In Sub-Saharan Africa, for example, the lack of an identity document remains an important barrier preventing 30% of adults from opening a mobile money account, indicating an opportunity to invest in accessible and trusted identification systems. Over 80 million adults without bank accounts continue to receive government payments in cash; digitizing some of these payments could save money and reduce corruption. To increase account ownership and usage, trust in financial service providers, confidence in financial products, tailored product design, and a strong and enforced consumer protection framework will be required.

The World Bank produces the Global Findex database every three years in collaboration with Gallup, Inc., and it surveys how people in 123 economies use financial services throughout 2021.

Overviews of the Regions:

1.)EAP Global Findex 2021 Regional Overview-

In East Asia and the Pacific, financial inclusion is divided into two parts: what is happening in China and what is happening in the region’s other economies. In China, 89% of adults have an account, and 82% of those accounts are used to make digital merchant payments. In the rest of the region, 59% of adults have an account, and 23% of adults have made digital merchant payments, 54% for the first time since the COVID-19 pandemic began. Account ownership increased by double digits in Cambodia, Myanmar, the Philippines, and Thailand, while the gender gap in the region remains low at 3 percentage points, but the gap between poor and rich adults is 10 percentage points.


Account ownership has increased by 13 percentage points in Europe and Central Asia since 2017, reaching 78% of adults. The use of digital payments is widespread, with nearly three-quarters of adults using an account to make or receive a digital payment. COVID-19 increased usage among the 10% of adults who made their first digital merchant payment during the pandemic. Digital technology has the potential to increase account use among the 80 million banked adults who continue to make merchant payments only in cash, including 20 million in Russia and 19 million in Turkey, the region’s two largest economies.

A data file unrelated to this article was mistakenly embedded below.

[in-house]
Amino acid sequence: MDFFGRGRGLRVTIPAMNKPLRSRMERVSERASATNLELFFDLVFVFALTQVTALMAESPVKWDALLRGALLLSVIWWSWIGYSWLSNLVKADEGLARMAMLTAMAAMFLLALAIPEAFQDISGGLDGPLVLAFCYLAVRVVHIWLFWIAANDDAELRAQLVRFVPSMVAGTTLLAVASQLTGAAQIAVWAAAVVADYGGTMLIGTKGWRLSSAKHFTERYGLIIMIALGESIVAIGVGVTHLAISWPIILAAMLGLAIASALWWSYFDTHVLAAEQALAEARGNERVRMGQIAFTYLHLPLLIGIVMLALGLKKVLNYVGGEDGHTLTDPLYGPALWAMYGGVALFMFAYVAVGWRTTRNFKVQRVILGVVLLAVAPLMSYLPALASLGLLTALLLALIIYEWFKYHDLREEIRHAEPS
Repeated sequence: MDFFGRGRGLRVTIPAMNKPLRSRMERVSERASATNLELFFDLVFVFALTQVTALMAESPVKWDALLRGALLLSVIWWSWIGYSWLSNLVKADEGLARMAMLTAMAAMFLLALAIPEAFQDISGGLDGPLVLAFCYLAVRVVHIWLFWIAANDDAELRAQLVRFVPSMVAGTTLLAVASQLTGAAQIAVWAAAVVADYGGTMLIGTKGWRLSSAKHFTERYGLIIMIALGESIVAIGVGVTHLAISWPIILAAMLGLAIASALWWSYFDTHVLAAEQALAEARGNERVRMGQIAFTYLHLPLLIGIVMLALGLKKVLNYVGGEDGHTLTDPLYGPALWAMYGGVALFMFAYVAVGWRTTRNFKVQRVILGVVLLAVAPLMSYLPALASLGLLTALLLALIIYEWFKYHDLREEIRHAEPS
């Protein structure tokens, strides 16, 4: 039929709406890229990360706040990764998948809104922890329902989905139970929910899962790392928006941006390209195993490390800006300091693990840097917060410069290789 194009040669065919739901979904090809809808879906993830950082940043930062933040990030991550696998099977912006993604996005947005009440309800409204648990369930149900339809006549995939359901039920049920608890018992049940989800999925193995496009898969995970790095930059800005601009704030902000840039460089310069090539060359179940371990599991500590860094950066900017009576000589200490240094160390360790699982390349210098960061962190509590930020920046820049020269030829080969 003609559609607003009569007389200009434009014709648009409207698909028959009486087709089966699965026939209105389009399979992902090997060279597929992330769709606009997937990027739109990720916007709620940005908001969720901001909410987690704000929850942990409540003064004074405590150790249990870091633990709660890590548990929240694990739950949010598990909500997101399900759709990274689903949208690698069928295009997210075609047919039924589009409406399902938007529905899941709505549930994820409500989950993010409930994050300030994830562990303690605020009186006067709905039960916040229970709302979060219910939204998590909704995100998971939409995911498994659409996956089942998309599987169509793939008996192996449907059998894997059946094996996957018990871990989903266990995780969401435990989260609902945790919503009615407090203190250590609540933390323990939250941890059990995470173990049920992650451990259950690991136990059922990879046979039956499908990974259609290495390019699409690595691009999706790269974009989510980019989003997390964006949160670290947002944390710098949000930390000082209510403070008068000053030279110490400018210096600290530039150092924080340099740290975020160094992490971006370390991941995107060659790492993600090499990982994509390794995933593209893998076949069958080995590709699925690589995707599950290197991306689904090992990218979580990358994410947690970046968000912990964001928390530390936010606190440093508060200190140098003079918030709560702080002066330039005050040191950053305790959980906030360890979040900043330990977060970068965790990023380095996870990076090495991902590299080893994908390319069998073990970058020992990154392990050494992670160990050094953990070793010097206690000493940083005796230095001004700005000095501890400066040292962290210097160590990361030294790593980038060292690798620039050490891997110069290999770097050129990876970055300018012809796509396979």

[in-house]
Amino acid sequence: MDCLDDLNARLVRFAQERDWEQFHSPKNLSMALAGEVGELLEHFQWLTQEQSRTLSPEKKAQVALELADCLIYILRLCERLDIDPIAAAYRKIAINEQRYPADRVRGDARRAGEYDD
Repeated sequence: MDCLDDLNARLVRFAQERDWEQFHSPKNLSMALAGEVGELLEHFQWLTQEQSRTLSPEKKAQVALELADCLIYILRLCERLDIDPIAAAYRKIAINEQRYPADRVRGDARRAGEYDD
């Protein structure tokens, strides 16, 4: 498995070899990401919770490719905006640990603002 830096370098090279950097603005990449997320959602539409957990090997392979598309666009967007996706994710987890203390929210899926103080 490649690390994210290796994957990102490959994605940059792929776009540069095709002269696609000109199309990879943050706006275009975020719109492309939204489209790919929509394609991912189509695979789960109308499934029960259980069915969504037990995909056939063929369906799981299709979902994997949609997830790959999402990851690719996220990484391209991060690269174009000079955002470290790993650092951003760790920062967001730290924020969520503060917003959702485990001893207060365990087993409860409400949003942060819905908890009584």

Since 2017, Latin America and the Caribbean have seen the greatest increase in account ownership of any developing region, with 73% of adults having an account. Digital payments are important, as 40% of adults paid a merchant digitally, with 14% doing so for the first time during the pandemic. COVID-19 also influenced the 15% of adults who made their first utility bill payment directly from their account for the first time during the pandemic, which was more than double the developing country average. Given that 150 million banked adults made merchant payments only in cash, including more than 50 million in Brazil and 16 million in Colombia, opportunities for greater use of digital payments remain.

Latin America and the Caribbean - Digital Payment


The Middle East and North Africa region has made strides in closing the gender gap in account ownership, which has shrunk from 17 percentage points in 2017 to 13 percentage points in 2018—42% of women now have an account compared to 54% of men. There are numerous opportunities to broaden account ownership by digitizing payments that are currently made in cash, such as payments for agricultural products and private sector wages (about 20 million adults with no account in the region received private sector wages in cash, including 10 million in the Arab Republic of Egypt). Another opportunity is to move people to formal modes of saving, given that the region’s 14 million adults without accounts—including 7 million women—saved using semiformal methods.


In South Asia, 68% of adults have an account, a figure that has not changed since 2017, despite the wide regional variation. In India and Sri Lanka, for example, 78% and 89% of adults have an account, respectively. However, account usage has increased due to digital payments, with 34% of adults using their accounts to make or receive a payment, up from 28% in 2017. Given the continued dominance of cash—even among account owners—to make merchant payments, digital payments present an opportunity to increase both account ownership and usage.


In Sub-Saharan Africa, mobile money adoption has increased to the point where 33% of adults now have a mobile money account, which is three times higher than the global average of 10%. Although mobile money services were initially designed to allow people to send money to friends and family living elsewhere in the country, adoption and usage have spread beyond those origins, with 3-out-of-4 mobile account owners in 2021 making or receiving at least one non-person-to-person payment, and 15% of adults using their mobile money account to save.